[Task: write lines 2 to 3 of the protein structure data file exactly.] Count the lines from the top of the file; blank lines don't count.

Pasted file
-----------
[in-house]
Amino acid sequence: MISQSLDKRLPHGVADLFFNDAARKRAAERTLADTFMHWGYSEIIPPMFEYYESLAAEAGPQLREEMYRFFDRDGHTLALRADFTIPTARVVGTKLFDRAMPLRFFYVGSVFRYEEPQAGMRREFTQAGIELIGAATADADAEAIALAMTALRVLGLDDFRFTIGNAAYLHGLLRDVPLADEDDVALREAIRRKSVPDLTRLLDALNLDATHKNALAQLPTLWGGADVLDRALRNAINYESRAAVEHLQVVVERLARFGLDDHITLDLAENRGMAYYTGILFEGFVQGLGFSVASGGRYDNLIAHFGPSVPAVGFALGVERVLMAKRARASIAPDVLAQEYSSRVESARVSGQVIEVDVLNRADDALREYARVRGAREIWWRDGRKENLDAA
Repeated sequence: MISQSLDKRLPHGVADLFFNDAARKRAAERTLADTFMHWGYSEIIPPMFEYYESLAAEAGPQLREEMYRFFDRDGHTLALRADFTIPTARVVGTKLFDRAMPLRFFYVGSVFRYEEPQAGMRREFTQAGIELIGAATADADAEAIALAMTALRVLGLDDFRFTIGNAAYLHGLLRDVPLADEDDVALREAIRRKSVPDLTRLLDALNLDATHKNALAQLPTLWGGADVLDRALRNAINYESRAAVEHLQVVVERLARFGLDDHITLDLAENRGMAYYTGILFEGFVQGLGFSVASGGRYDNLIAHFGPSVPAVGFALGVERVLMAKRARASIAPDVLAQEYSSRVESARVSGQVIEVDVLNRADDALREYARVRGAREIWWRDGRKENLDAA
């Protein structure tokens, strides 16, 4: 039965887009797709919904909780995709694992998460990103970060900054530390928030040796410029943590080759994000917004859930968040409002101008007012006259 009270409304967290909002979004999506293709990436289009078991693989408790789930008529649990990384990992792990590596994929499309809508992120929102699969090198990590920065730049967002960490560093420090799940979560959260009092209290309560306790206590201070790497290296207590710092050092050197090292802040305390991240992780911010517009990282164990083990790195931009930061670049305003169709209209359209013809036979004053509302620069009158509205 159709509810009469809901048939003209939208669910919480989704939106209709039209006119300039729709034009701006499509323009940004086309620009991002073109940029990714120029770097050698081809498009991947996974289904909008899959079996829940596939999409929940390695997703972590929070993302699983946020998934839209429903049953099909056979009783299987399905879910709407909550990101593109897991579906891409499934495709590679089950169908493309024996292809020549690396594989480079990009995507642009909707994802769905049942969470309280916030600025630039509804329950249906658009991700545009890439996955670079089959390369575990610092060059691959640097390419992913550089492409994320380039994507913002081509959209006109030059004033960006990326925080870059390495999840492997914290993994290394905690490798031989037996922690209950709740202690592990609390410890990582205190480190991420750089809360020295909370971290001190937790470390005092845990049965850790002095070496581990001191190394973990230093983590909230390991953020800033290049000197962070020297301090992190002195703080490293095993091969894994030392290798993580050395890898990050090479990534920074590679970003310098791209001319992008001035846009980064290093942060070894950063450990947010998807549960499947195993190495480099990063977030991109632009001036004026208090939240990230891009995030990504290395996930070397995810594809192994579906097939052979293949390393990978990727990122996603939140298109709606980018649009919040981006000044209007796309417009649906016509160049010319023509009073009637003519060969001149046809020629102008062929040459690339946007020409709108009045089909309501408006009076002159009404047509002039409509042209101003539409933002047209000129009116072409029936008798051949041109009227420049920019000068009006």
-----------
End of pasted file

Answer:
Amino acid sequence: MISQSLDKRLPHGVADLFFNDAARKRAAERTLADTFMHWGYSEIIPPMFEYYESLAAEAGPQLREEMYRFFDRDGHTLALRADFTIPTARVVGTKLFDRAMPLRFFYVGSVFRYEEPQAGMRREFTQAGIELIGAATADADAEAIALAMTALRVLGLDDFRFTIGNAAYLHGLLRDVPLADEDDVALREAIRRKSVPDLTRLLDALNLDATHKNALAQLPTLWGGADVLDRALRNAINYESRAAVEHLQVVVERLARFGLDDHITLDLAENRGMAYYTGILFEGFVQGLGFSVASGGRYDNLIAHFGPSVPAVGFALGVERVLMAKRARASIAPDVLAQEYSSRVESARVSGQVIEVDVLNRADDALREYARVRGAREIWWRDGRKENLDAA
Repeated sequence: MISQSLDKRLPHGVADLFFNDAARKRAAERTLADTFMHWGYSEIIPPMFEYYESLAAEAGPQLREEMYRFFDRDGHTLALRADFTIPTARVVGTKLFDRAMPLRFFYVGSVFRYEEPQAGMRREFTQAGIELIGAATADADAEAIALAMTALRVLGLDDFRFTIGNAAYLHGLLRDVPLADEDDVALREAIRRKSVPDLTRLLDALNLDATHKNALAQLPTLWGGADVLDRALRNAINYESRAAVEHLQVVVERLARFGLDDHITLDLAENRGMAYYTGILFEGFVQGLGFSVASGGRYDNLIAHFGPSVPAVGFALGVERVLMAKRARASIAPDVLAQEYSSRVESARVSGQVIEVDVLNRADDALREYARVRGAREIWWRDGRKENLDAA